Postgraduate Course: Introduction to Clinical Practice 2 (PAMA11020)
|School||Deanery of Clinical Sciences
||College||College of Medicine and Veterinary Medicine
|Credit level (Normal year taken)||SCQF Level 11 (Postgraduate)
||Availability||Not available to visiting students
|Summary||This is the second introductory course that introduces the student to basic anatomy, physiology and pathology. It describes the classes of drugs used in anaesthesia, emphasises the importance of underlying medical conditions and builds on the theme of safe practice begun in Course 1. As in Course 1, the style is broad rather than deep, and all the subjects will be returned to in later parts of the course. During this course, trainees should develop the appropriate level of knowledge, skills and attitudes in relation to the following:
1) The physical layout of the body, the positions and pathways of the major organ systems and their core functions
2) Common pathological conditions that are treated surgically
3) Common medical conditions found in surgical patients and the implications of these for anaesthesia
4) The basic examination of patients, monitoring of their physiological status and interpretation of simple investigations
5) The major classes of drugs encountered in anaesthetic practice, the routes they are administered and the concept of balanced anaesthesia
6) The principles of preventing cross-infection
7) Different types of surgery and the way in which they require anaesthesia to be conducted
8) The principles, and importance, of good inter-professional working
In meeting the above outcomes, students will be required to demonstrate clinical insight, critical thinking and evaluation. Students are expected to demonstrate these qualities in all assessments, but there is a particular focus on these higher level cognitive skills in vignette-based Multiple Choice Questions (MCQ)and in PBL (problem based learning)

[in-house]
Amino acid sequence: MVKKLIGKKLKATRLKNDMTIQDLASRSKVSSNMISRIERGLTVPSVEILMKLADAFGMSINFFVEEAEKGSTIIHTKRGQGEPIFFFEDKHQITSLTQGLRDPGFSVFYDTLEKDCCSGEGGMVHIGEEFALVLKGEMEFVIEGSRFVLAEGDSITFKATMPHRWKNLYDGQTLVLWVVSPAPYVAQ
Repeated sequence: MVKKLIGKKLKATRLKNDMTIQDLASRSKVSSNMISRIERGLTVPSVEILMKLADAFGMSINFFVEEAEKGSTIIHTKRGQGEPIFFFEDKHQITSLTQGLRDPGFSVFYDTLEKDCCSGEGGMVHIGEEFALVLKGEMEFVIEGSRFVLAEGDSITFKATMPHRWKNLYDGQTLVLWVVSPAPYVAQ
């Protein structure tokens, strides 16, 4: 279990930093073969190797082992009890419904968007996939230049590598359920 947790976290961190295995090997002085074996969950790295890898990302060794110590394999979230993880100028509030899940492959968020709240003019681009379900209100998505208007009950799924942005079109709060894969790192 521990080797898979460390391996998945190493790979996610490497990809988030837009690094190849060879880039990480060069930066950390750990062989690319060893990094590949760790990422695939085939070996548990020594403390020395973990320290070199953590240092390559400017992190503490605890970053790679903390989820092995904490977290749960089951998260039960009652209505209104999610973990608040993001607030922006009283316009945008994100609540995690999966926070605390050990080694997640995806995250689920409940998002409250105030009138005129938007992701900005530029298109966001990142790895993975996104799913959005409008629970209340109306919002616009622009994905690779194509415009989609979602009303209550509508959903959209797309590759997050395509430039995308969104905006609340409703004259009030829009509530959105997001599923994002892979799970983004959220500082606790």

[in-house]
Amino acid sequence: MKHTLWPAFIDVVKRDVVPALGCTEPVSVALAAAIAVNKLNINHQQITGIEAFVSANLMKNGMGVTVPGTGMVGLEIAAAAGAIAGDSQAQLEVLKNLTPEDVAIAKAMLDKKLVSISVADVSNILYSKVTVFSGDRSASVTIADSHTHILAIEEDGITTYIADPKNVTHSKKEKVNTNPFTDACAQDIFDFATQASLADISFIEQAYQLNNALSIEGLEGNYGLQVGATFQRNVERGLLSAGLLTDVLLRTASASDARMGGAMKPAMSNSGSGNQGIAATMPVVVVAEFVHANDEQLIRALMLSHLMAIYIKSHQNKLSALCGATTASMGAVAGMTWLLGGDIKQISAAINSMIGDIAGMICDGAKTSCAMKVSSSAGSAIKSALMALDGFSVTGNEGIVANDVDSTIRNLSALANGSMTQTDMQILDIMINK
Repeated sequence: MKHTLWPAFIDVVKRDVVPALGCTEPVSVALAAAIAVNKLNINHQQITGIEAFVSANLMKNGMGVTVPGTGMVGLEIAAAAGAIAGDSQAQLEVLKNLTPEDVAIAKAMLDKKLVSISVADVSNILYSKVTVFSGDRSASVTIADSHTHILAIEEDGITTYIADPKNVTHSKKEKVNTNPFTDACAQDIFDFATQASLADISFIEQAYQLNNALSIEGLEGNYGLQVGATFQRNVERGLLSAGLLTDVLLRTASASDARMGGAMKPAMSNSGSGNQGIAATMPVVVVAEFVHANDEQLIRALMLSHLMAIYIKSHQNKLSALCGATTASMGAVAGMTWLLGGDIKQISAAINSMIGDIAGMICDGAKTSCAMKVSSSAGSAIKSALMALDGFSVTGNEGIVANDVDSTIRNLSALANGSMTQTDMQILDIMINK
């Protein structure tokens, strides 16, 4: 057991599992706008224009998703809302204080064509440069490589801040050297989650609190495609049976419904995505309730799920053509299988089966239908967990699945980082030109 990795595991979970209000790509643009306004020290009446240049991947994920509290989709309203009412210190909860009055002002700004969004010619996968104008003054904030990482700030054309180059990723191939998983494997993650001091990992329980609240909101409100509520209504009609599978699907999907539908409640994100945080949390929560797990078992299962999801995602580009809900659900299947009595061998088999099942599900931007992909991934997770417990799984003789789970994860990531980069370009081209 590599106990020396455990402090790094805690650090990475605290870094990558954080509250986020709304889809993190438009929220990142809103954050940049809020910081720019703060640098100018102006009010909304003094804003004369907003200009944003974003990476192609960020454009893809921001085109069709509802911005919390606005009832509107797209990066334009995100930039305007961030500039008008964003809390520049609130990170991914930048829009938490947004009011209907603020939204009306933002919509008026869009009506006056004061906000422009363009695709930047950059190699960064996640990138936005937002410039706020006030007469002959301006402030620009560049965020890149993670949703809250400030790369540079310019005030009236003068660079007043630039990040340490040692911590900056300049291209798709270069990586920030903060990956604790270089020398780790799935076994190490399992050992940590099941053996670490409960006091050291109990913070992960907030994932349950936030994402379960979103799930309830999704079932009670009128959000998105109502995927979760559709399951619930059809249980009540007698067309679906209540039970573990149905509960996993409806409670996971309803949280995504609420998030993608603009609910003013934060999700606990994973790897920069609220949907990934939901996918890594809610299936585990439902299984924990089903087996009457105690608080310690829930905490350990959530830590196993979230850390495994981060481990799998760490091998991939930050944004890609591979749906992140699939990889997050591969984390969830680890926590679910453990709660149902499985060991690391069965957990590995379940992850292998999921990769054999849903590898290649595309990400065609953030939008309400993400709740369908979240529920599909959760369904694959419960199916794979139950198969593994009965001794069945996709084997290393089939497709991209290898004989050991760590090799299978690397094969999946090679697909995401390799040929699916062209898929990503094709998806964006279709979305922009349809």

Entry Requirements (not applicable to Visiting Students)
||Other requirements|| None
|Additional Costs|| n/a
Course Delivery Information
|Not being delivered|
| The learning outcomes for this programme are designed to encompass the knowledge, skills and attitude that practitioners must achieve to become anaesthesia practitioners. On completion of this 12 course programme the student/learner must:
A.Be able to elicit a full history from the patient which identifies potential problems, before, during and post anaesthesia and to communicate this information to all members of the team.
B.Demonstrate a good working knowledge of anaesthetic pharmacology and be able to articulate in theory and practice the physiological action of these drugs and their interaction with prescribed drugs that patients may be taking.
C.Demonstrate a clear knowledge of the physiological changes which occur in all of the systems of the body during and after anaesthesia and be able to use the information to access the patient's wellbeing during and post anaesthesia.
D.Be able to use their knowledge of physiology to identify the needs of a patient who may be an anaesthetic risk due to a pre-existing medical condition.
E.Have achieved a clear working knowledge of anatomy of the respiratory, cardiovascular system and the spinal cord and brain in order to induce anaesthesia and undertake emergency resuscitative procedures.
F.Be able to demonstrate a clear working knowledge of the physics relevant to anaesthesia and to use that knowledge to monitor and measure patients' wellbeing during and after anaesthesia.
G.Have developed the skills to reflect in and on their practice and to use the outcomes of the reflection for personal development and development, innovation and change in practice.
H.Have developed the ability to support the learning of colleagues entering practice.
|Graduate Attributes and Skills
|Course organiser||Prof Ian Power
|Course secretary||Dr Sarah Henderson
Tel: 0131 242 6130